Combined with the contribution made by key workers in food production it has ensured overall food security according to the latest market commentary by Quality Meat Scotland (QMS).
The crisis has also highlighted the importance of minimising disruption to the supply chain when carving out plans for Brexit post-transition.
Stuart Ashworth, director of economics services with QMS said issues in the US, where several abattoirs have stopped working, highlighted the impact on farmgate prices and some meat shortages.
He said: “In the UK, we have not seen processing plants close, although many have slowed down, but the comparison with the United States illustrates how important those working in food processing establishments are and emphasises why they are key workers as much as medical workers".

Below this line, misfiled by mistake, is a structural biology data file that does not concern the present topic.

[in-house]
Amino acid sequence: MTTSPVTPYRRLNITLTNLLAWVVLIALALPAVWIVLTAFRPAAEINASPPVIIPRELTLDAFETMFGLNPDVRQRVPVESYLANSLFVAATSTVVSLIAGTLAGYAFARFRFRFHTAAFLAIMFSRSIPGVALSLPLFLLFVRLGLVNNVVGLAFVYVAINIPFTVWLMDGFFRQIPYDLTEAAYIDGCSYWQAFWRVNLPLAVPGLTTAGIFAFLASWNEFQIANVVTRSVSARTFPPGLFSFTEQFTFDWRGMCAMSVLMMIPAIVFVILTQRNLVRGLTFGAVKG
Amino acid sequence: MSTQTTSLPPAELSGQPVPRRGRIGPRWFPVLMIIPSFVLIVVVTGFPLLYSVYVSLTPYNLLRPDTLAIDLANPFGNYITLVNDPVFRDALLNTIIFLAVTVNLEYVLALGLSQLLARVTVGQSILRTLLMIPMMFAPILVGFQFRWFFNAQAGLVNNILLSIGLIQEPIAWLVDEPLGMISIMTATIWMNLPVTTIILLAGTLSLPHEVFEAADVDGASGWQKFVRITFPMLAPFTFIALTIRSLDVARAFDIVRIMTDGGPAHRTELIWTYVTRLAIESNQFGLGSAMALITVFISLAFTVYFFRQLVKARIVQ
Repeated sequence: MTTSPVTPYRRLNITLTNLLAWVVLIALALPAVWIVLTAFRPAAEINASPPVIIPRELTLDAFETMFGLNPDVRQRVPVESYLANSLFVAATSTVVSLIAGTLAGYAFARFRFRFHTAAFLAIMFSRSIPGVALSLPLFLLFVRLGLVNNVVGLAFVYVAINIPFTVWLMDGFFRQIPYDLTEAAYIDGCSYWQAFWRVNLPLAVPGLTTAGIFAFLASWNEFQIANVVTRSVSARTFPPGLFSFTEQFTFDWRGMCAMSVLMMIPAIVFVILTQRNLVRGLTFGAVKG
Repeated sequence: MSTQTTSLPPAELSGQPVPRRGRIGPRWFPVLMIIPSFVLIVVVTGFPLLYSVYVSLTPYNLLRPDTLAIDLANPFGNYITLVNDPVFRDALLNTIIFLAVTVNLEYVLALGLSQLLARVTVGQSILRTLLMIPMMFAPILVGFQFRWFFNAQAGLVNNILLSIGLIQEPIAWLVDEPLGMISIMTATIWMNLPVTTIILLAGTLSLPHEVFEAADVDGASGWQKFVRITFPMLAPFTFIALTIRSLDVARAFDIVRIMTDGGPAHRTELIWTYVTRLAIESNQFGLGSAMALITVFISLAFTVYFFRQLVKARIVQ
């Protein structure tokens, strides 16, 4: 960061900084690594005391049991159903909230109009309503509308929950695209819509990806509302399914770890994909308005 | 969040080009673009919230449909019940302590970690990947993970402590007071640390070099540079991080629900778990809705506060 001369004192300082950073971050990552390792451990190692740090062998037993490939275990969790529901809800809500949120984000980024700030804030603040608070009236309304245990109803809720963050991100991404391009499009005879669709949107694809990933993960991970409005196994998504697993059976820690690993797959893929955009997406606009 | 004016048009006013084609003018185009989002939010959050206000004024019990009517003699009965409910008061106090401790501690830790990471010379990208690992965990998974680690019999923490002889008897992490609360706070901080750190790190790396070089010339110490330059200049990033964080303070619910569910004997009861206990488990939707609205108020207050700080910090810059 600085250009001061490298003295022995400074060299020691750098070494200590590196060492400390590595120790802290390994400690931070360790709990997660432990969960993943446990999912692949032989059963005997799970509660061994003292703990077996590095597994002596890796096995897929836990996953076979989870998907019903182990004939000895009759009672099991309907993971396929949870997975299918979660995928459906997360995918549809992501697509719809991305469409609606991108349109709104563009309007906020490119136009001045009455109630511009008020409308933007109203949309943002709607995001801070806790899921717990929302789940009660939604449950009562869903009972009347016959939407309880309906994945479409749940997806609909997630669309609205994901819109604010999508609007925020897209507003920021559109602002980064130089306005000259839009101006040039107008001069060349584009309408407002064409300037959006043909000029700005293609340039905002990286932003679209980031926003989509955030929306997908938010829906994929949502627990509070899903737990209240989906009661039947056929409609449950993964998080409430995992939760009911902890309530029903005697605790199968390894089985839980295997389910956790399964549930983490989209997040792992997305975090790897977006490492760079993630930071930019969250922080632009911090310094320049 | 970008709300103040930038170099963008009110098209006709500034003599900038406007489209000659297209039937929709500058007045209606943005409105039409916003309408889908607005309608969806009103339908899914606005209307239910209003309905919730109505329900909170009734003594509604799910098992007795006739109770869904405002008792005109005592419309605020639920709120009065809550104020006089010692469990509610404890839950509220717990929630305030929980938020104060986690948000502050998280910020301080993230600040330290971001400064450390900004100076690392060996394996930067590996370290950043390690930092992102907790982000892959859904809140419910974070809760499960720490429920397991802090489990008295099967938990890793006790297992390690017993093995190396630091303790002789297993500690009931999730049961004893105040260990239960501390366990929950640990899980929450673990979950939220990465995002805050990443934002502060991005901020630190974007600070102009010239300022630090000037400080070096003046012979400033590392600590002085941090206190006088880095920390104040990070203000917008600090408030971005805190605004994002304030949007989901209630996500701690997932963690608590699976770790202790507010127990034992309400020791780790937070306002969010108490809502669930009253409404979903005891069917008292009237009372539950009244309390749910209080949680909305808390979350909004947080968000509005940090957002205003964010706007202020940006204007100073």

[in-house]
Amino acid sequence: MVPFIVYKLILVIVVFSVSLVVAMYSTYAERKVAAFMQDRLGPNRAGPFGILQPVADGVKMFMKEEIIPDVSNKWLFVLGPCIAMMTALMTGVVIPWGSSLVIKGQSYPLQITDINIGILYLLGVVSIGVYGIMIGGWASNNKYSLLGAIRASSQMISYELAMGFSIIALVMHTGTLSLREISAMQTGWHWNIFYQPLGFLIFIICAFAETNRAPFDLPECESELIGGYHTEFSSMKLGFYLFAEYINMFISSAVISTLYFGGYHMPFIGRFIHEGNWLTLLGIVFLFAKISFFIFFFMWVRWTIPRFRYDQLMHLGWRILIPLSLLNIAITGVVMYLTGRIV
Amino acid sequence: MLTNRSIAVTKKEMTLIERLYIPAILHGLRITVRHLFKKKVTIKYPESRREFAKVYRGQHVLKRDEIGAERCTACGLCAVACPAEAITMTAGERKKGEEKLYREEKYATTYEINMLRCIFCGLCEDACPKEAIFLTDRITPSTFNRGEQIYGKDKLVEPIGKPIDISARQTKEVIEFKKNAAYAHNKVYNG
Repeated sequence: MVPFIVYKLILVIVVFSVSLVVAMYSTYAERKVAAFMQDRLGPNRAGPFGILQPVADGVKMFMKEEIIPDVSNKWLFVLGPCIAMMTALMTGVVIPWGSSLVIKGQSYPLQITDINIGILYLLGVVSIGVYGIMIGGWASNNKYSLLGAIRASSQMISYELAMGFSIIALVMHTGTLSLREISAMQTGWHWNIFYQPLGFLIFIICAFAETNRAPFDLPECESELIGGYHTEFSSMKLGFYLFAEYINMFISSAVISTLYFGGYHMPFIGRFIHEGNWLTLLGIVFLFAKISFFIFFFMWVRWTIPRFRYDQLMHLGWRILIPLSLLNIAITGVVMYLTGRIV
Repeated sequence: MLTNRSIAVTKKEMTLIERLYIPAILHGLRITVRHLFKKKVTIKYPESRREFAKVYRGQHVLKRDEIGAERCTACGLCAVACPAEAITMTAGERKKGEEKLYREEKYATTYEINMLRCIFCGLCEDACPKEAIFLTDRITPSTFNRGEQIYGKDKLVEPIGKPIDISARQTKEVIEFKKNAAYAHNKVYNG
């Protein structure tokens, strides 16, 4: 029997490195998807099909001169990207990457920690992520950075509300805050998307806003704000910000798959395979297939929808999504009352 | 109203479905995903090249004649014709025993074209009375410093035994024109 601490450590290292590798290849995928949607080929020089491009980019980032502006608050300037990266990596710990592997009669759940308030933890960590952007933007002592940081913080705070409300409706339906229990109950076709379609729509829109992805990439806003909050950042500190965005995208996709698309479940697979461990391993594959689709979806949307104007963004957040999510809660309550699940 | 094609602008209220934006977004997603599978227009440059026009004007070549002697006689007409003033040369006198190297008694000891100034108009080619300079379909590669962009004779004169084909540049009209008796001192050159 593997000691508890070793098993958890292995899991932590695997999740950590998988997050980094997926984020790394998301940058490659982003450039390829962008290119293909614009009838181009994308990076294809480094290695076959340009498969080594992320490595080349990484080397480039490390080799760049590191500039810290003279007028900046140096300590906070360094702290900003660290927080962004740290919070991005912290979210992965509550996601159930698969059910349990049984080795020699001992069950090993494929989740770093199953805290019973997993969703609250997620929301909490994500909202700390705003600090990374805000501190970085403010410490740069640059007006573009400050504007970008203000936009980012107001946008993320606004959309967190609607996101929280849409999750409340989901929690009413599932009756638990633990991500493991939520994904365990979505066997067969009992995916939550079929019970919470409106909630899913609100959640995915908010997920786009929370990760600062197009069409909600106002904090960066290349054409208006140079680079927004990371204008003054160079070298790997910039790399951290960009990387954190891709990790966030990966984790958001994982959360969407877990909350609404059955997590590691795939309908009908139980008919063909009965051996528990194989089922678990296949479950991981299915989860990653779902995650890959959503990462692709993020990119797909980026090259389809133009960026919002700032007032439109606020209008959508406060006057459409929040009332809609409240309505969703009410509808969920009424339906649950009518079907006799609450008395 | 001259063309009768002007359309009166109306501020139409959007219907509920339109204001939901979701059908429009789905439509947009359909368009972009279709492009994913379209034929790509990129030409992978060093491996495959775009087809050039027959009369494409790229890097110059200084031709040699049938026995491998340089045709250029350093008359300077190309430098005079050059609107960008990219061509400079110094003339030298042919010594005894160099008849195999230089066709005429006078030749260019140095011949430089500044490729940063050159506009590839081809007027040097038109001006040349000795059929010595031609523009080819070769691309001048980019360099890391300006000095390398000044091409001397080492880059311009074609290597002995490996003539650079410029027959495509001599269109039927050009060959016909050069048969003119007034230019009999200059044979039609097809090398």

During the early stages of coronavirus in China, the shortage of staff at ports disrupted the arrival and distribution of imported meat.
Once they returned to work, the period of disruption to usual trade flows resulted in legacy problems for meat exporters to China, such as accessing the containers and ships.
Food supply in the UK has not been as significantly disrupted because cross-channel ferries are running well below capacity, operating largely as freight only transport with minimal disruption at ports.
However, with the financial viability of some ferry routes and businesses being threatened by the reduction in passenger travel, the UK has made financial support available to these companies to secure their future.
Mr Ashworth added: “Irrespective of coronavirus, the strategic importance of food security that comes from access to domestic supplies and the availability of skilled workers in the food industry must be better appreciated.
“Discussions over Brexit must fully recognise the impact of disruption to trade, whether that be through tariff or non-tariff barriers on the financial sustainability of the red meat supply chain."